# Optimizing Wave Overtopping Energy Converters by ANN Modelling: Evaluating the Overtopping Rate Forecasting as the First Step

^{1}

^{2}

^{3}

^{*}

## Abstract

**:**

## 1. Introduction

_{h}is the hydrodynamic power, and $f$ is a factor that comprises several efficiency related factors, as electrical, mechanical, or relative to the electrical energy transmission.

## 2. Materials and Methods

#### 2.1. The Data Base and Its Component Parameters

_{0}there were N

_{0}waves falling upon the structure, of heights and periods (H

_{i}, T

_{i}), where each wave produces a certain volume of overflow V

_{i}(H

_{i}, T

_{i}), the overtopping rate can be defined as:

^{3}/s/m or m

^{2}/s); ${N}_{0}$ is the number of total waves; ${H}_{i,},\text{}{T}_{i}$ are the height and period of every i wave that fall upon the structure (m; s); ${V}_{i}\left({H}_{i,},\text{}{T}_{i}\right)$ is the overflow volume produced by each wave of the wave series, per unit length; and ${t}_{0}={{\displaystyle \sum}}_{i=1}^{{N}_{0}}{T}_{i}$ is the duration of the record of waves in a storm (s).

_{c}). Other factors that also influence, although to a lesser extent, would be the bottom slope, the depth at the foot of the structure, the wind (direction and intensity), the wave grouping, the run-up interference, and so on. So, any database related to the quantification of that phenomenon will necessarily be enriched by data of this nature.

_{m}

_{0 deep}; H

_{m}

_{0}), the mean spectral wave period offshore and at the toe (T

_{m}

_{−1,0}

_{deep}; T

_{m−}

_{1,0}), the average and peak period offshore (T

_{m}

_{,deep}; T

_{p}

_{,deep}), the peak period at toe of the structure (T

_{p}

_{,0}), and the wave incidence angle (β). The structural parameters, considered to geometrically define the structure: the water depth offshore (h

_{deep}), the water depth in front of the structure (h), the water depth at the toe of the structure (h

_{t}), the width of the toe berm (B

_{t}), the width of the berm (B), the berm submergence (h

_{b}), the slope of the structure downward of the berm (cotα

_{d}), the slope of the structure upward of the berm (cotα

_{u}), the average co-tangent, considering the contribution or not of the berm and the slope (cotα

_{incl}; cotα

_{excl}), the slope of the berm (tanα

_{b}), the crest freeboard of the structure (R

_{c}), the armour crest freeboard of the structure (A

_{c}) and the crest width of the structure (G

_{c}), and finally among the structural parameters, those related with the armour elements characterization, like the permeability/roughness factor of the armour layer (γ

_{f}) or the size of the structure elements along the slope (D).

#### 2.2. Artificial Neural Network Models

#### 2.2.1. Multilayer Perceptron

^{m}, output data y ∈ R, the weight matrix being V ∈ R

^{1xn}, W ∈ R

^{nxm}, and where the vector of bias terms b ∈ R

^{n}, where m is the dimension of the input space, n is the number of neurons in the hidden layer, and R is the set of real numbers. More detailed information for the MLP networks can be found in Haykin (1991) [43].

#### 2.2.2. Kohonen Neural Network

_{j}between the input vector X and the vector of synaptic weights W

_{j}:

_{J}(t + 1) for time t + 1, and h

_{j}(t) is the neighborhood function for time t.

#### 2.3. Pre-Processing of Data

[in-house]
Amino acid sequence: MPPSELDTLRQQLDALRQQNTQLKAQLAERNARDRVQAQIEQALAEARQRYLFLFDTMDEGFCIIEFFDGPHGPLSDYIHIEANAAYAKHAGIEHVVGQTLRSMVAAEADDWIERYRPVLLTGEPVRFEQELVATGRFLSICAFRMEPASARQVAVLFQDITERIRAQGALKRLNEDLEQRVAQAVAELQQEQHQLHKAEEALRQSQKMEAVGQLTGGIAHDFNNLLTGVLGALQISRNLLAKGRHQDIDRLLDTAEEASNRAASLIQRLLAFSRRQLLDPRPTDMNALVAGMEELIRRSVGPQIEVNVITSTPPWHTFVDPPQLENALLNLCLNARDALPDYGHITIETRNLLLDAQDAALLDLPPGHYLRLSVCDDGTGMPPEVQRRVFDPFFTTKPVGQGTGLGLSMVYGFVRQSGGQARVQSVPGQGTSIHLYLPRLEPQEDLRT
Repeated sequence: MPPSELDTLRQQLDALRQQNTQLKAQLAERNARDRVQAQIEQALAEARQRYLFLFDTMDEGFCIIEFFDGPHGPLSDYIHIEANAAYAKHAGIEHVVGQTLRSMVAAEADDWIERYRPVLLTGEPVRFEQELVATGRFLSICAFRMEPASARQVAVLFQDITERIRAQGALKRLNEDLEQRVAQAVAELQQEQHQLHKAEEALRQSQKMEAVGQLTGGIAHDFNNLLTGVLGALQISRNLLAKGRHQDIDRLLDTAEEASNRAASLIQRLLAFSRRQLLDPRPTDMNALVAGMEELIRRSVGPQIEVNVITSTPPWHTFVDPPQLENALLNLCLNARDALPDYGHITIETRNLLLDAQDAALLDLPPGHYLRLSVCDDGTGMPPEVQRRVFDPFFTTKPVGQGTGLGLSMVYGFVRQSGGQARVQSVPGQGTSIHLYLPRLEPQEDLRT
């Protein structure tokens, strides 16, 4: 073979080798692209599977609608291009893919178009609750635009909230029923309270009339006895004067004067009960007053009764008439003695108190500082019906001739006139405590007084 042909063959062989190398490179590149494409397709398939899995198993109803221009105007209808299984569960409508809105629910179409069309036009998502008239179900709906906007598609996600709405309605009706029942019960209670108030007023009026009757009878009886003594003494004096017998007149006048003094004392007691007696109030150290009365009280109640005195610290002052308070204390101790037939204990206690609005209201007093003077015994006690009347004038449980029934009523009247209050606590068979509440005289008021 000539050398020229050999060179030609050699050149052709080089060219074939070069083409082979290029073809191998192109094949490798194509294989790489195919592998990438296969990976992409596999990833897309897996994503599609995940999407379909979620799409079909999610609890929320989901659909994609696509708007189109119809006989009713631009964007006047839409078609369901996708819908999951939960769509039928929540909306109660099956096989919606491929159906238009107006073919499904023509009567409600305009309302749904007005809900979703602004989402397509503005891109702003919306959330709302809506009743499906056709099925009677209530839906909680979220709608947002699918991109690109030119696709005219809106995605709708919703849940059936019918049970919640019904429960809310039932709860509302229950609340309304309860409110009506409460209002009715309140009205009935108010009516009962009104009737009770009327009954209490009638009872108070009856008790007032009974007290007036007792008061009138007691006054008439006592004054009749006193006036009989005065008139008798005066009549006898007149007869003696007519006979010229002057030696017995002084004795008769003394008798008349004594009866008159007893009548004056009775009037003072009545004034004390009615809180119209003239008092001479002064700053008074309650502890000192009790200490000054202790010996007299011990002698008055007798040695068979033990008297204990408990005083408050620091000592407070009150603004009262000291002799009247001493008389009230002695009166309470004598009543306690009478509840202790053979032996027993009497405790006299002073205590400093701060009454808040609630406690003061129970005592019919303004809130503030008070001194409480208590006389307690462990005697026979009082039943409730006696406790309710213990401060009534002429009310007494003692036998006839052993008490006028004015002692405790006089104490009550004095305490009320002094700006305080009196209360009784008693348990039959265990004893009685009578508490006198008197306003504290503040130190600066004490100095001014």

#### 2.3.1. Data Escalation

#### 2.3.2. Debugging the Data

#### 2.3.3. Dimensionality Reduction

#### 2.4. Proposed Models

_{u}, cotα

_{incl}, h, h

_{t}, h

_{b}) meet the hypothesis of equality of means, but additionally, none of them meet the hypothesis of equality in variances.

- Model I: Corresponds to an ANN model for the definition of which, all the available patterns have been used after the debugging and the dimensionality reduction process.
- Model II: Involves a division of the input pattern space into two distinct groups or clusters. The first of them trained with data from laboratory tests, and the second with tests from prototypes.

## 3. Discussion

#### 3.1. Obtaining the Reduced Dimension of the Input Vector

- B and B
_{h}: referred to the dimensions of the berm (0.999) - h and h
_{t}: referred to depth at the toe of the structure or the submergence of the toe (0.91) - T
_{m t}and T_{m1 t}: period values at the toe of the structure (0.63) - D and γ
_{f}: variables related to the size and roughness factors (0.777) - R
_{c}and A_{c}: variables relative to freeboard (0.860) - Cotα
_{incl}, cotα_{excl}, cotα_{d}: variables related to the slope geometry (0.828 to 0.921)

_{excl}. And the third component (F3) explains 12.64% of the total variance and is dominated by the variables cotα

_{incl}and A

_{c}.

_{m}

_{1.0t}; T

_{p t}; T

_{m t}), with a high positive correlation between them, a trivial matter already detected in the correlation matrix, which at least allows reducing their number, in any case keeping only one of them. Another group with a strong positive correlation is composed of those variables related to the geometric characterization of the slope (cotα

_{incl}; cotα

_{excl}; cotα

_{d}) on which it will act in a similar way. The same procedure can be carried out with the variables relative to the width of the berm and its horizontal projection (B; B

_{h}), and from which it is inferred that only variable B will be preserved. The grouping of variables in the correlation circle, in the projection of both axes F1 and F2, seems to determine the lack of correlation between the variables that make up the most obvious groupings, with similar direct cosines, such as those determined by cotα

_{incl}, cotα

_{excl}, cotαd, and those like: cotα

_{u}, tanα

_{B}, H